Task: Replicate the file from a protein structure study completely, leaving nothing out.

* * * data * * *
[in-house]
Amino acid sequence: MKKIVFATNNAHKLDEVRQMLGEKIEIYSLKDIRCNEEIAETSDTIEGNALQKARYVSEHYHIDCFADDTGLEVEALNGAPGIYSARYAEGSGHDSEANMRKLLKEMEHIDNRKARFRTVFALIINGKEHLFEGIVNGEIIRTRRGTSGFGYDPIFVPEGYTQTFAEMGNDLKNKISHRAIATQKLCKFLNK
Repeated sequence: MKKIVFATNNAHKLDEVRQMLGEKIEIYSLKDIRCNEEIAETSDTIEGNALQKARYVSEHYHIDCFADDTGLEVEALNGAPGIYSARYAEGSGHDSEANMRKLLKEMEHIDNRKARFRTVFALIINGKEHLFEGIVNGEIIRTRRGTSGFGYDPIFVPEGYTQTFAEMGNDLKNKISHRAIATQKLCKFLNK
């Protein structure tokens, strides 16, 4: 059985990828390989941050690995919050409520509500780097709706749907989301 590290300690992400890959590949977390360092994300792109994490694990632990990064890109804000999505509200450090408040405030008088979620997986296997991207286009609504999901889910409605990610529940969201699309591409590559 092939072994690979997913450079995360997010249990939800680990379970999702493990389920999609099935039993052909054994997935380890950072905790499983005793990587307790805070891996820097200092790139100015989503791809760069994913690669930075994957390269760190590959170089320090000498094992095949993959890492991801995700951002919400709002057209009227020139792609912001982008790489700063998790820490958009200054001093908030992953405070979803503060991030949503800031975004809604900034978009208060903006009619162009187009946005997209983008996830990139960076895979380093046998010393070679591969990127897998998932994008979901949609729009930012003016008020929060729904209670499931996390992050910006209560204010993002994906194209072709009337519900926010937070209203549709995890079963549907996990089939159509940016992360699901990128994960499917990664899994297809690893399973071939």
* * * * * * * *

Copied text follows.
[in-house]
Amino acid sequence: MKKIVFATNNAHKLDEVRQMLGEKIEIYSLKDIRCNEEIAETSDTIEGNALQKARYVSEHYHIDCFADDTGLEVEALNGAPGIYSARYAEGSGHDSEANMRKLLKEMEHIDNRKARFRTVFALIINGKEHLFEGIVNGEIIRTRRGTSGFGYDPIFVPEGYTQTFAEMGNDLKNKISHRAIATQKLCKFLNK
Repeated sequence: MKKIVFATNNAHKLDEVRQMLGEKIEIYSLKDIRCNEEIAETSDTIEGNALQKARYVSEHYHIDCFADDTGLEVEALNGAPGIYSARYAEGSGHDSEANMRKLLKEMEHIDNRKARFRTVFALIINGKEHLFEGIVNGEIIRTRRGTSGFGYDPIFVPEGYTQTFAEMGNDLKNKISHRAIATQKLCKFLNK
């Protein structure tokens, strides 16, 4: 059985990828390989941050690995919050409520509500780097709706749907989301 590290300690992400890959590949977390360092994300792109994490694990632990990064890109804000999505509200450090408040405030008088979620997986296997991207286009609504999901889910409605990610529940969201699309591409590559 092939072994690979997913450079995360997010249990939800680990379970999702493990389920999609099935039993052909054994997935380890950072905790499983005793990587307790805070891996820097200092790139100015989503791809760069994913690669930075994957390269760190590959170089320090000498094992095949993959890492991801995700951002919400709002057209009227020139792609912001982008790489700063998790820490958009200054001093908030992953405070979803503060991030949503800031975004809604900034978009208060903006009619162009187009946005997209983008996830990139960076895979380093046998010393070679591969990127897998998932994008979901949609729009930012003016008020929060729904209670499931996390992050910006209560204010993002994906194209072709009337519900926010937070209203549709995890079963549907996990089939159509940016992360699901990128994960499917990664899994297809690893399973071939």